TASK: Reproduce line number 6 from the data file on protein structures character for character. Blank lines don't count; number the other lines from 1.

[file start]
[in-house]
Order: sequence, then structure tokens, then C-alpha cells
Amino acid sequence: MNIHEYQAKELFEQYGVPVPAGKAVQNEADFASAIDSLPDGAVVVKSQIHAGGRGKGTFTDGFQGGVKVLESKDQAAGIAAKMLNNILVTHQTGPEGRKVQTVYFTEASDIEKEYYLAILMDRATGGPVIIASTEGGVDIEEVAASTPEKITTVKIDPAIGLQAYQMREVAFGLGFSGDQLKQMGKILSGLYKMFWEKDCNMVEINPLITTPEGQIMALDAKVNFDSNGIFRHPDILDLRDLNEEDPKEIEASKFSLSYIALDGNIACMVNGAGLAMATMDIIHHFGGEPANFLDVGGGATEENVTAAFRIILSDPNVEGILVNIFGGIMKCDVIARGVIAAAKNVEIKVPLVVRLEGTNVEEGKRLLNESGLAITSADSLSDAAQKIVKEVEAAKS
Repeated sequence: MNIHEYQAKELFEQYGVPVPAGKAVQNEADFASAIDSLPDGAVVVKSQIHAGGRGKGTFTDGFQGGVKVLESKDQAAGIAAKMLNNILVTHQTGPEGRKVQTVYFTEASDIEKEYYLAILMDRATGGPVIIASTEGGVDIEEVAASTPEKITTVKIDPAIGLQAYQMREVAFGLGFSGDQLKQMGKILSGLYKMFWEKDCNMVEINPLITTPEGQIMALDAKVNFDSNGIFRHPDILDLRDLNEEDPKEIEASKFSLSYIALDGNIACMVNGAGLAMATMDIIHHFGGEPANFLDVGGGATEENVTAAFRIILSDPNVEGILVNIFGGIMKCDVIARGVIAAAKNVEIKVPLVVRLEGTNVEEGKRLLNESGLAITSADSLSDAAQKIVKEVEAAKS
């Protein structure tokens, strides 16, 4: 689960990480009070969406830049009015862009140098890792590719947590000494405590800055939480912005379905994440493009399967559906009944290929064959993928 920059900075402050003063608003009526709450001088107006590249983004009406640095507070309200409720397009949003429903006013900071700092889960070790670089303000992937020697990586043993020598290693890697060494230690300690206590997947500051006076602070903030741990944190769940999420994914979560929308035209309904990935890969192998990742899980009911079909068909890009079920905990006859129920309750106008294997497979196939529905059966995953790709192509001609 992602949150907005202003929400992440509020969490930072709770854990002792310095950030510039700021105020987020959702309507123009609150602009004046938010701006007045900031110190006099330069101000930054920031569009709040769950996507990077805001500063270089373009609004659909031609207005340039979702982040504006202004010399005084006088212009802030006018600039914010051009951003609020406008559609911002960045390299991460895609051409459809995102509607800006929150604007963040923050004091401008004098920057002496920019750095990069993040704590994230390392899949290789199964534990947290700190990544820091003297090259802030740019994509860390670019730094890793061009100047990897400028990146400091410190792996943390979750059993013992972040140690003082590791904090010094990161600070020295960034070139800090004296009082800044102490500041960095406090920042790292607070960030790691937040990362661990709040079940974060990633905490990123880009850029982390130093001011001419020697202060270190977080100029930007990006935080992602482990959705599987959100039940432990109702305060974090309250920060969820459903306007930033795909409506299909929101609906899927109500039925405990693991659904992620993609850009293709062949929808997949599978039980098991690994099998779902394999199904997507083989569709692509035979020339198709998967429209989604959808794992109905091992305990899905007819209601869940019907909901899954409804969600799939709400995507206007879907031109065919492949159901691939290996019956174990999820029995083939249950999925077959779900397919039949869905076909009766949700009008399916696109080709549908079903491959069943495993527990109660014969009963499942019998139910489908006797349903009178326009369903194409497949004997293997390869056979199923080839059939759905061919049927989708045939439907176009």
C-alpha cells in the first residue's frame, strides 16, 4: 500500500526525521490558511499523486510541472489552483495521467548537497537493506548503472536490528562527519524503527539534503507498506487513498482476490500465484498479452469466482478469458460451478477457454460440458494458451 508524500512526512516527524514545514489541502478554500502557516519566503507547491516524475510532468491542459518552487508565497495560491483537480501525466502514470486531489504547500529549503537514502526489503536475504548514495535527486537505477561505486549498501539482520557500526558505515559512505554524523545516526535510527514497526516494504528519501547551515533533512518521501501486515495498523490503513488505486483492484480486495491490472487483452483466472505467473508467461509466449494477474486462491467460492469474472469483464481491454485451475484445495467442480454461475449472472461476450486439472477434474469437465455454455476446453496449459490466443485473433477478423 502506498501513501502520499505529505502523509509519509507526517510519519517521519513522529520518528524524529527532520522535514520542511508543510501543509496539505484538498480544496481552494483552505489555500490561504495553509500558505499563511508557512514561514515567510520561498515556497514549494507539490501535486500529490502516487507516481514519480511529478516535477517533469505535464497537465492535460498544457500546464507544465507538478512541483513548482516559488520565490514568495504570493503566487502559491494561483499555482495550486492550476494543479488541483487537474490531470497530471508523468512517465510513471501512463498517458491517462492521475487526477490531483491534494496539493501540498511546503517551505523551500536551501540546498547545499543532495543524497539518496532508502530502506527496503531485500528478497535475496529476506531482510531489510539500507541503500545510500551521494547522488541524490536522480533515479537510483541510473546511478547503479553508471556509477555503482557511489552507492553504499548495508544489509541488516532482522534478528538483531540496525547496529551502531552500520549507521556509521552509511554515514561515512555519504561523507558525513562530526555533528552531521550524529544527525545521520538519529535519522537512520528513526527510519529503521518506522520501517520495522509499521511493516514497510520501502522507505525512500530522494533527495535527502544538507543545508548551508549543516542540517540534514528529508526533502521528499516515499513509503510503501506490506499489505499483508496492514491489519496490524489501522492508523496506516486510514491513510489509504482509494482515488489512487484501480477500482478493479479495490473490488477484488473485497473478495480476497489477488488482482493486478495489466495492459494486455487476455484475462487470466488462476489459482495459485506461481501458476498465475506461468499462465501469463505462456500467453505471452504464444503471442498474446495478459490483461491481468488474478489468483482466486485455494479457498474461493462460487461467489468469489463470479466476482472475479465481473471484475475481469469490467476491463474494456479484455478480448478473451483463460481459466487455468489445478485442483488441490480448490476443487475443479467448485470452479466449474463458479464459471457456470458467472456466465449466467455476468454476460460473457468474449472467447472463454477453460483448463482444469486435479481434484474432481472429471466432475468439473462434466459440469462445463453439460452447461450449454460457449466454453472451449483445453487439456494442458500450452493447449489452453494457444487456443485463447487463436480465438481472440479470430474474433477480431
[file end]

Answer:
C-alpha cells in the first residue's frame, strides 16, 4: 500500500526525521490558511499523486510541472489552483495521467548537497537493506548503472536490528562527519524503527539534503507498506487513498482476490500465484498479452469466482478469458460451478477457454460440458494458451 508524500512526512516527524514545514489541502478554500502557516519566503507547491516524475510532468491542459518552487508565497495560491483537480501525466502514470486531489504547500529549503537514502526489503536475504548514495535527486537505477561505486549498501539482520557500526558505515559512505554524523545516526535510527514497526516494504528519501547551515533533512518521501501486515495498523490503513488505486483492484480486495491490472487483452483466472505467473508467461509466449494477474486462491467460492469474472469483464481491454485451475484445495467442480454461475449472472461476450486439472477434474469437465455454455476446453496449459490466443485473433477478423 502506498501513501502520499505529505502523509509519509507526517510519519517521519513522529520518528524524529527532520522535514520542511508543510501543509496539505484538498480544496481552494483552505489555500490561504495553509500558505499563511508557512514561514515567510520561498515556497514549494507539490501535486500529490502516487507516481514519480511529478516535477517533469505535464497537465492535460498544457500546464507544465507538478512541483513548482516559488520565490514568495504570493503566487502559491494561483499555482495550486492550476494543479488541483487537474490531470497530471508523468512517465510513471501512463498517458491517462492521475487526477490531483491534494496539493501540498511546503517551505523551500536551501540546498547545499543532495543524497539518496532508502530502506527496503531485500528478497535475496529476506531482510531489510539500507541503500545510500551521494547522488541524490536522480533515479537510483541510473546511478547503479553508471556509477555503482557511489552507492553504499548495508544489509541488516532482522534478528538483531540496525547496529551502531552500520549507521556509521552509511554515514561515512555519504561523507558525513562530526555533528552531521550524529544527525545521520538519529535519522537512520528513526527510519529503521518506522520501517520495522509499521511493516514497510520501502522507505525512500530522494533527495535527502544538507543545508548551508549543516542540517540534514528529508526533502521528499516515499513509503510503501506490506499489505499483508496492514491489519496490524489501522492508523496506516486510514491513510489509504482509494482515488489512487484501480477500482478493479479495490473490488477484488473485497473478495480476497489477488488482482493486478495489466495492459494486455487476455484475462487470466488462476489459482495459485506461481501458476498465475506461468499462465501469463505462456500467453505471452504464444503471442498474446495478459490483461491481468488474478489468483482466486485455494479457498474461493462460487461467489468469489463470479466476482472475479465481473471484475475481469469490467476491463474494456479484455478480448478473451483463460481459466487455468489445478485442483488441490480448490476443487475443479467448485470452479466449474463458479464459471457456470458467472456466465449466467455476468454476460460473457468474449472467447472463454477453460483448463482444469486435479481434484474432481472429471466432475468439473462434466459440469462445463453439460452447461450449454460457449466454453472451449483445453487439456494442458500450452493447449489452453494457444487456443485463447487463436480465438481472440479470430474474433477480431